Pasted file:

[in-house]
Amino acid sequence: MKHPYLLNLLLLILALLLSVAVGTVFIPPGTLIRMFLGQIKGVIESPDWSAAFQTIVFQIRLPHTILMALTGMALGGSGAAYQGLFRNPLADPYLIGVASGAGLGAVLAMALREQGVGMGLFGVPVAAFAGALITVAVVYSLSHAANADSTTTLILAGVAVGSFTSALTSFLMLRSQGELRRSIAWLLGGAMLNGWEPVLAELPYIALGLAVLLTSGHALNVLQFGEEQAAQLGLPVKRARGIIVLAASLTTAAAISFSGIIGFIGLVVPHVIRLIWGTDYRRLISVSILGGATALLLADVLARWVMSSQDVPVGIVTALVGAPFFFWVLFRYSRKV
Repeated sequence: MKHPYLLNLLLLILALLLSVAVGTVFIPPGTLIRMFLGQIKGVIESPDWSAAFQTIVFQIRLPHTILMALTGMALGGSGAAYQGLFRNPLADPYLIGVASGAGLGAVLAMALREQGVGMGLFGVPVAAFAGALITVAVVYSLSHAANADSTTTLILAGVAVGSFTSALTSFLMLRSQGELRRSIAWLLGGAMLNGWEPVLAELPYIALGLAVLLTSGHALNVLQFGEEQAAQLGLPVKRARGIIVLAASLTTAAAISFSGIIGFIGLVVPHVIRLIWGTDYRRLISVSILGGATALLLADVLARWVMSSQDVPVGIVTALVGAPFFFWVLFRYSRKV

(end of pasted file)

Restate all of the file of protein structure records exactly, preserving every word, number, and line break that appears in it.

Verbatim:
[in-house]
Amino acid sequence: MKHPYLLNLLLLILALLLSVAVGTVFIPPGTLIRMFLGQIKGVIESPDWSAAFQTIVFQIRLPHTILMALTGMALGGSGAAYQGLFRNPLADPYLIGVASGAGLGAVLAMALREQGVGMGLFGVPVAAFAGALITVAVVYSLSHAANADSTTTLILAGVAVGSFTSALTSFLMLRSQGELRRSIAWLLGGAMLNGWEPVLAELPYIALGLAVLLTSGHALNVLQFGEEQAAQLGLPVKRARGIIVLAASLTTAAAISFSGIIGFIGLVVPHVIRLIWGTDYRRLISVSILGGATALLLADVLARWVMSSQDVPVGIVTALVGAPFFFWVLFRYSRKV
Repeated sequence: MKHPYLLNLLLLILALLLSVAVGTVFIPPGTLIRMFLGQIKGVIESPDWSAAFQTIVFQIRLPHTILMALTGMALGGSGAAYQGLFRNPLADPYLIGVASGAGLGAVLAMALREQGVGMGLFGVPVAAFAGALITVAVVYSLSHAANADSTTTLILAGVAVGSFTSALTSFLMLRSQGELRRSIAWLLGGAMLNGWEPVLAELPYIALGLAVLLTSGHALNVLQFGEEQAAQLGLPVKRARGIIVLAASLTTAAAISFSGIIGFIGLVVPHVIRLIWGTDYRRLISVSILGGATALLLADVLARWVMSSQDVPVGIVTALVGAPFFFWVLFRYSRKV